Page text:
I’m not sure who’ll be most pleased with a point today, as all things considered it was a fairly even contest. Perhaps Wigan will be slightly more disappointed having had a glorious chance to go 3-2 up with just stoppage time to play via a 90th minute penalty.
One thing’s for certain, it would have been an exciting watch for a neutral, perhaps so much so that it could be the first game on Match of the Day tonight, but we all know that’s never going to happen. Even if today’s game finished 7-7 it would probably be second last, but enough BBC bashing for now.
Right, now to the shambles that was the officiating in those dying moments. I had no qualms with any decision — even the first-half Scharner non-penalty (never a foul), which Sky buffs seemed to think should have been given for some reason — up until the penalty. A foul, no doubt, but had the linesman actually been awake he would have seen that Jordi Gomez was a good couple of yards offside in the buildup – not that Wigan would have been complaining at all.
In the end, justice was served thanks to a quite frankly appalling Rodallega penalty saved by Thomas Sorensen. Did the big Colombian bottle it? Certain souls at JWAW Towers reckon he should have just blasted it down the centre. However, it must be noted that Rodders was not helped by a linesman that, perhaps looking to make up for his mistake, failed to notice the Stoke keeper three yards off his goal line when the ball was struck. Ah, the wonders of technology, eh?
All this somehow managed to overshadow a half way line strike earlier in the piece. Yes, you heard me right, Maynor Figueroa bagged his first of the season from his own half, quickly taking a free kick that saw Sorensen off his goal line. Wasn’t exactly David Beckham quality — more of an opportunistic attempt — but a cracking effort nonetheless.
Minutes later, Figs ‘apologised’ to Stoke by allowing Shawcross to beat him to a header which nestled in Kirkland’s onion bag. Maybe old Glass Back should have stayed on his line, as one ever-so-knowledgeable Sky commentator hastened to point out. Whatever, another moment of brilliance cancelled out by slightly dodgy defending. It was probably deserved, though, as Stoke were in the ascendency just prior to the ‘freak goal’, and looked like pushing for the win.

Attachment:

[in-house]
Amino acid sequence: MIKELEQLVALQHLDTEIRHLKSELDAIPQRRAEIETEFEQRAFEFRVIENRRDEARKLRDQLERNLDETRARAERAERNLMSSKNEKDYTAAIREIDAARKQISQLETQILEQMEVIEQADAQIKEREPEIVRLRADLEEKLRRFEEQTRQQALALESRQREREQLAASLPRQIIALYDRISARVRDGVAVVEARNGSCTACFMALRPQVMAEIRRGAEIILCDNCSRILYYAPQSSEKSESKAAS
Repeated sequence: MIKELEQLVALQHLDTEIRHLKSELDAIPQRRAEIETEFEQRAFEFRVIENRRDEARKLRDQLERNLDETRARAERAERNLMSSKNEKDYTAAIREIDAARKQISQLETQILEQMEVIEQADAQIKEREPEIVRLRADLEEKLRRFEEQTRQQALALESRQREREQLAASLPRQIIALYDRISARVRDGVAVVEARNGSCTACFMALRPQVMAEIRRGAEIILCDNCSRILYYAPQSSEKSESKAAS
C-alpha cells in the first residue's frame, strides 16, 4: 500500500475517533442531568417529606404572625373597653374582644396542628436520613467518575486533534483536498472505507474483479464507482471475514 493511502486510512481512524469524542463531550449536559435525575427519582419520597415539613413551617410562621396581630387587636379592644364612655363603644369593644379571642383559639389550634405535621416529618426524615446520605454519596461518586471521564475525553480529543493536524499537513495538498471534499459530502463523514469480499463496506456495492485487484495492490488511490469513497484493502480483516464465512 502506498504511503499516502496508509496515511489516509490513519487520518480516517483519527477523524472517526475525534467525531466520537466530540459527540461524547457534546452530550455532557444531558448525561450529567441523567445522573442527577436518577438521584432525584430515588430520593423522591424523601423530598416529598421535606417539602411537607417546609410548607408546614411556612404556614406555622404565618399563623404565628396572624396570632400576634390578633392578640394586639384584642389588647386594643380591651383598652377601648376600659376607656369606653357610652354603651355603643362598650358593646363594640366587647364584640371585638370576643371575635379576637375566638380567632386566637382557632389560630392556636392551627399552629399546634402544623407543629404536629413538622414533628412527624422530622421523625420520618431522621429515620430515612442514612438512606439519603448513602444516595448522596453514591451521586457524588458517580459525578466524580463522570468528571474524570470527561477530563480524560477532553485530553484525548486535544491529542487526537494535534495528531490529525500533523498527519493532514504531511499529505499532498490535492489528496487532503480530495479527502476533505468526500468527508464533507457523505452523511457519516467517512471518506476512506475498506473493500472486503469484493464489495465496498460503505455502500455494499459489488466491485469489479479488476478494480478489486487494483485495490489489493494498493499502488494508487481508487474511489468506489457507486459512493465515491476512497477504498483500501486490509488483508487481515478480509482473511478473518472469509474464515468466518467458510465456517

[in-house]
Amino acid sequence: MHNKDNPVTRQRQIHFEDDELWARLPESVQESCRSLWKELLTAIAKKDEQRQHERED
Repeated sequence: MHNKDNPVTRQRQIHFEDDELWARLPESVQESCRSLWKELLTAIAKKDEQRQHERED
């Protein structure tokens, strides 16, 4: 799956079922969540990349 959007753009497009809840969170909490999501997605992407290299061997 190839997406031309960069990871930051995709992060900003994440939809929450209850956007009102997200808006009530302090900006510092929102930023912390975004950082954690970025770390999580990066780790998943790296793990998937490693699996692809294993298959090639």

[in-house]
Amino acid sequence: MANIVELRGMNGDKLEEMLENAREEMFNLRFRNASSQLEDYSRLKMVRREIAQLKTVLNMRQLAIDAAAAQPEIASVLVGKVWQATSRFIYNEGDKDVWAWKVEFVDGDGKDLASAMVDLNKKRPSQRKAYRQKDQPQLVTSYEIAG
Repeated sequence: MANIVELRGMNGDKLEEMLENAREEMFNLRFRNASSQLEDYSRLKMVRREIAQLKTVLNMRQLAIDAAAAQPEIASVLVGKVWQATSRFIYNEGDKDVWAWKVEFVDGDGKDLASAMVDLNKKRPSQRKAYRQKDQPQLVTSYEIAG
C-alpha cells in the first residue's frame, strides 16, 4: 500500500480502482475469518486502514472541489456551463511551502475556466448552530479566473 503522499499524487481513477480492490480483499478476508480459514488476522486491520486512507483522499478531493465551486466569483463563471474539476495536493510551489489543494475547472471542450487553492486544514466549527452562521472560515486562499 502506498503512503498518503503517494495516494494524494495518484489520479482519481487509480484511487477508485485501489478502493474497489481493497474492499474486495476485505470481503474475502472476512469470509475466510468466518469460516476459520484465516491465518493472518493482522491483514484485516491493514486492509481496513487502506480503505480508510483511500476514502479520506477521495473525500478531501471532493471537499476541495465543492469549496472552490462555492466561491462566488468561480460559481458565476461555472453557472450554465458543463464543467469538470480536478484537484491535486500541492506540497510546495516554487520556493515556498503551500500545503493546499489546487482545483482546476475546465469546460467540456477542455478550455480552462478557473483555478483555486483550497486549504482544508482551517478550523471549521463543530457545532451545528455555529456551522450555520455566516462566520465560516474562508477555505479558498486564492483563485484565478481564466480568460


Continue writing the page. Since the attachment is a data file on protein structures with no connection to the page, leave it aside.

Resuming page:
Scores were level once again, just as they had been on 37 minutes thanks to Tuncay. A good finish slightly reminiscent of Rodders’ goal against Sunderland, but you have to ask what Melchiot was thinking as he simply looked around bemused at the non-appearance of an offside flag. It wasn’t an isolated incident, as ever since Latics conceded they looked like they could capitulate at any moment – don’t know if that’s fallout from the incident which must not be mentioned ever again.
Still, despite one or two (cough) defensive discrepancies, Wigan really had a chance to pinch all three points in the dying minutes of the game, pushing like mad and having one of those last-minute second winds we’ve seen so many of in this campaign. Granted, many were after the fact, but all three points were at stake as the game entered its final few minutes.
It was undoubtedly our best spell of pressure in the game, almost resulting in a goal and perhaps even a second penalty as Abdoulaye Faye had a bit of a wobbler against Charles N’Zogbia.
When the dust settles, though, I think Wigan will be happy with a point away from home. I suppose if you’re Wigan Athletic, you have to be. And I know I’d be happy with a draw against Liverpool on Wednesday.
It all seemed an awfully long time ago when Emmerson Boyce risked life and limb to bundle the ball into the Stoke net on 15 minutes to put Wigan 1-0 ahead. The resultant kick to the head meant he had to be bandaged up, but couldn’t make it back out for the second half as Wigan actually resumed with ten men. In fact, did that happen today or last week? So much happened, Sky will be justified in selecting this game for live broadcast.